Being a first appeal, this Court in J. S. M. v E. N. B.  eKLR aptly put the role of a first appellate court as follows: -
“We shall however bear in mind that this Court will not lightly differ with the trial court on findings of fact because that court had the distinct advantage of hearing and seeing the witnesses as they testified and was therefore in a better position to assess the extent to which their evidence was credible and believable. Should we however, be satisfied that the conclusions of the trial judge are based on no evidence or on a misapprehension of the evidence on record or that the learned judge demonstrably acted on wrong principles, we are enjoined to interfere with those conclusions.”
I have considered the record in light of the court’s mandate as set out above; the submissions of the appellant, the 2nd and 3rd respondents and the principles of law relied upon by the above named respective parties all of whom supported the appeal. Issues that fall for determination are as follows:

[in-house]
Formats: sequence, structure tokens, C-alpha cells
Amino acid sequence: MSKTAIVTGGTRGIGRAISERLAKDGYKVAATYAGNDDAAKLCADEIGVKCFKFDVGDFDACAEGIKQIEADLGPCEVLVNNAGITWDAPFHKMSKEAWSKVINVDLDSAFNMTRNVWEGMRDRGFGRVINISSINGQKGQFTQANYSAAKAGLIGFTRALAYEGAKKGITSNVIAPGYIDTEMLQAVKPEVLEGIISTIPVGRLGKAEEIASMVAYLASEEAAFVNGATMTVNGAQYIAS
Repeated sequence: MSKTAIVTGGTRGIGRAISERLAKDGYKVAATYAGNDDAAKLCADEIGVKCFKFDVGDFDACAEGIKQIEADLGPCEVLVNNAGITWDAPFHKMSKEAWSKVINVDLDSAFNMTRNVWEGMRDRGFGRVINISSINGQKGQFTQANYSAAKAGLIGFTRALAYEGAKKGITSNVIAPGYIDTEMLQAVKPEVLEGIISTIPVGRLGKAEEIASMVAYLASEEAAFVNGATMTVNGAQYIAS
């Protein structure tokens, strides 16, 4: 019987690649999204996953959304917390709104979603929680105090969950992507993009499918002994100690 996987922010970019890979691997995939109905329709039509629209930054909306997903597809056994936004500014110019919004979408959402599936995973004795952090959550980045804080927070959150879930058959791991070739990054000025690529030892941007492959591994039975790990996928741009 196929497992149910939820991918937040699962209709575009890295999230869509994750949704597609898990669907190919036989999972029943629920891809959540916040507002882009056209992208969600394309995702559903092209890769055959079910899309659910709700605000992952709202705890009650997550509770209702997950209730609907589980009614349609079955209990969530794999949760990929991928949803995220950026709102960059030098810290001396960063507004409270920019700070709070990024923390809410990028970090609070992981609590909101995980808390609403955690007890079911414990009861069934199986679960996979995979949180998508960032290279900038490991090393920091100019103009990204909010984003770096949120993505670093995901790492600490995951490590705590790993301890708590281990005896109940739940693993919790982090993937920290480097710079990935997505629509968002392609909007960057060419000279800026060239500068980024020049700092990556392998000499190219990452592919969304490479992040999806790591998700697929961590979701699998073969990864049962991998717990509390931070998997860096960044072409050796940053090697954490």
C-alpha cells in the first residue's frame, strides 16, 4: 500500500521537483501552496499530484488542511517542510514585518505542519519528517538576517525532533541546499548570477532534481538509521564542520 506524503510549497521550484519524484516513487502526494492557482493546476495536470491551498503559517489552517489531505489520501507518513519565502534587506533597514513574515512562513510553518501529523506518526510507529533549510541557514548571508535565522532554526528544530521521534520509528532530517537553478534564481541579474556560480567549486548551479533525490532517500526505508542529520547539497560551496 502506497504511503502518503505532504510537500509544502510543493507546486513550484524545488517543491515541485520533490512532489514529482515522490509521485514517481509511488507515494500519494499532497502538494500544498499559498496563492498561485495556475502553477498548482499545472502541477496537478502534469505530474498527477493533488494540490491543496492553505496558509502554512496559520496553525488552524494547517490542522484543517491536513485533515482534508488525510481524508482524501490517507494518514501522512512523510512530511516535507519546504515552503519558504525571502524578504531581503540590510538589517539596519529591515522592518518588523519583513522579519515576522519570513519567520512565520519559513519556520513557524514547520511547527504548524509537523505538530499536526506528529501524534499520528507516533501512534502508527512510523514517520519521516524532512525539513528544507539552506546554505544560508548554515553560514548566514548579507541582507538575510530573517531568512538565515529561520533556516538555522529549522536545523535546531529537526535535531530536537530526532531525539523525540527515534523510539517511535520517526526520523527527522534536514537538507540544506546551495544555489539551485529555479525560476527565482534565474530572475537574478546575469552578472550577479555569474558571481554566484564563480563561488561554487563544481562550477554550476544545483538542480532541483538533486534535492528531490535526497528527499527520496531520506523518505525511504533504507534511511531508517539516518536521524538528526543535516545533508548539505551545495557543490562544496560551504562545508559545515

(1) Whether the grievants were employees of the appellant.
(2) Whether the grievants’ employment was unfairly terminated by the appellant.
(3) Whether the remedies awarded to the grievants by the trial court lie in law.
In resolving the first issue, the trial court relied on clause 7 (2) and (4) of Legal Notice No. 565 of 1998 which reads as follows:
“7, (1) The council shall appoint, with the approval of the Minister, appoint a Director of KESI.
(2) The Council shall appoint and develop suitable professional and supporting staff.
(3). The Council shall appoint education officers in charge of education programmes and district and provincial levels as field agents of KESI.
(4) The power of the Council to appoint staff, shall include the power to approve persons seconded to the service of the Council.
(5) The Council may by a resolution passed by not less than two thirds of the members present and voting at a special meeting convened for that purpose, request the termination of the secondment of any person seconded to the service of the Council under sub-paragraph (4).
(6) No final decision to dismiss a person employed by the Council or to terminate his contract, or to request the termination of the secondment of a person seconded to the service of the Council on grounds of misconduct, grave professional default or inefficiency shall be reached until the person has been given the opportunity to appear and answer to the charges against him in person before the Council.”